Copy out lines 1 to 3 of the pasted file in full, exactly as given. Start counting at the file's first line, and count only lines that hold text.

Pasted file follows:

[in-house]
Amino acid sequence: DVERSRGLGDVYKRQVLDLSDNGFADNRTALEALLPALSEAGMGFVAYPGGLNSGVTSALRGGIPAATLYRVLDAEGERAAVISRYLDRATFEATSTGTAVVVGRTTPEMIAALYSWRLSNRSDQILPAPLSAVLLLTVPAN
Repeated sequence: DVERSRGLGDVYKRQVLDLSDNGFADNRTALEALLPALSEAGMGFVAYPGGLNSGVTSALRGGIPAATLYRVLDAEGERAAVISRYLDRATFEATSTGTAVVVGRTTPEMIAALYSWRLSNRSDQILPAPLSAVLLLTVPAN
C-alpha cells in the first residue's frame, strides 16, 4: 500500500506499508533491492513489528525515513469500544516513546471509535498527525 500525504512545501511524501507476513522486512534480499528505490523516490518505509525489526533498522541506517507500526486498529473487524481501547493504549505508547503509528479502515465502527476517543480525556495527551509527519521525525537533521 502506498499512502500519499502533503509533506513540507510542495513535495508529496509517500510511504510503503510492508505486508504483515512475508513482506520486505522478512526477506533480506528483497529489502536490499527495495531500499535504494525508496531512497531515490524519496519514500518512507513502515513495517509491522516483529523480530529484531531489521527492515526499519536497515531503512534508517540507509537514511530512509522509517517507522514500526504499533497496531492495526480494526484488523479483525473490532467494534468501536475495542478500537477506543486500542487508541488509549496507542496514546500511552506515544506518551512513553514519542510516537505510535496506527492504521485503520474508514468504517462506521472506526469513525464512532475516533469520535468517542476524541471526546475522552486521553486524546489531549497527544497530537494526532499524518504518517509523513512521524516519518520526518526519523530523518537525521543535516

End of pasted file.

[in-house]
Amino acid sequence: DVERSRGLGDVYKRQVLDLSDNGFADNRTALEALLPALSEAGMGFVAYPGGLNSGVTSALRGGIPAATLYRVLDAEGERAAVISRYLDRATFEATSTGTAVVVGRTTPEMIAALYSWRLSNRSDQILPAPLSAVLLLTVPAN
Repeated sequence: DVERSRGLGDVYKRQVLDLSDNGFADNRTALEALLPALSEAGMGFVAYPGGLNSGVTSALRGGIPAATLYRVLDAEGERAAVISRYLDRATFEATSTGTAVVVGRTTPEMIAALYSWRLSNRSDQILPAPLSAVLLLTVPAN